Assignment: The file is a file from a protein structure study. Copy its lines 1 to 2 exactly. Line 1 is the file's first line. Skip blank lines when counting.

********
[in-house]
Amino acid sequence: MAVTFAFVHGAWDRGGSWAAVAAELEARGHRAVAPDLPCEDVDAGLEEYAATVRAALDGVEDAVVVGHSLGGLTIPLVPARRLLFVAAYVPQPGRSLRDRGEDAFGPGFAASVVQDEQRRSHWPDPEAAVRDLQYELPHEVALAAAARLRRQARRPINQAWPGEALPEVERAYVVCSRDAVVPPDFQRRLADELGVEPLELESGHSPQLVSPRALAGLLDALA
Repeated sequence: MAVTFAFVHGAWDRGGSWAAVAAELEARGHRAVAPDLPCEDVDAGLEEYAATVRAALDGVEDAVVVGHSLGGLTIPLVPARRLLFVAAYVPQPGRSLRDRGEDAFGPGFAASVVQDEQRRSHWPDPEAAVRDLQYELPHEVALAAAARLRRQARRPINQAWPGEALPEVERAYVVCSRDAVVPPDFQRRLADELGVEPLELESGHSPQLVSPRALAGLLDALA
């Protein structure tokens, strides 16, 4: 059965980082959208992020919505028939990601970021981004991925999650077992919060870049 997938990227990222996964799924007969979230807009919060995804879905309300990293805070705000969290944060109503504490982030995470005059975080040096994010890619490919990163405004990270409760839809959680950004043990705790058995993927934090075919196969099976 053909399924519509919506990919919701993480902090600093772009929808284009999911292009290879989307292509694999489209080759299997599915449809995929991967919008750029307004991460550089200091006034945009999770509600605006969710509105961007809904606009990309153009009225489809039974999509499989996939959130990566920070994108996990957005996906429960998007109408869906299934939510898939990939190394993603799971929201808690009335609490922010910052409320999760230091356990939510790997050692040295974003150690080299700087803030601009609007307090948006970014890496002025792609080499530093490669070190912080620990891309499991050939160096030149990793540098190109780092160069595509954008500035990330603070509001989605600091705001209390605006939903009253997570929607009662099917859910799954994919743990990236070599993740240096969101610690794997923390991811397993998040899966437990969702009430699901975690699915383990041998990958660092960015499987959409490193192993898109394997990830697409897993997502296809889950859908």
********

[in-house]
Amino acid sequence: MAVTFAFVHGAWDRGGSWAAVAAELEARGHRAVAPDLPCEDVDAGLEEYAATVRAALDGVEDAVVVGHSLGGLTIPLVPARRLLFVAAYVPQPGRSLRDRGEDAFGPGFAASVVQDEQRRSHWPDPEAAVRDLQYELPHEVALAAAARLRRQARRPINQAWPGEALPEVERAYVVCSRDAVVPPDFQRRLADELGVEPLELESGHSPQLVSPRALAGLLDALA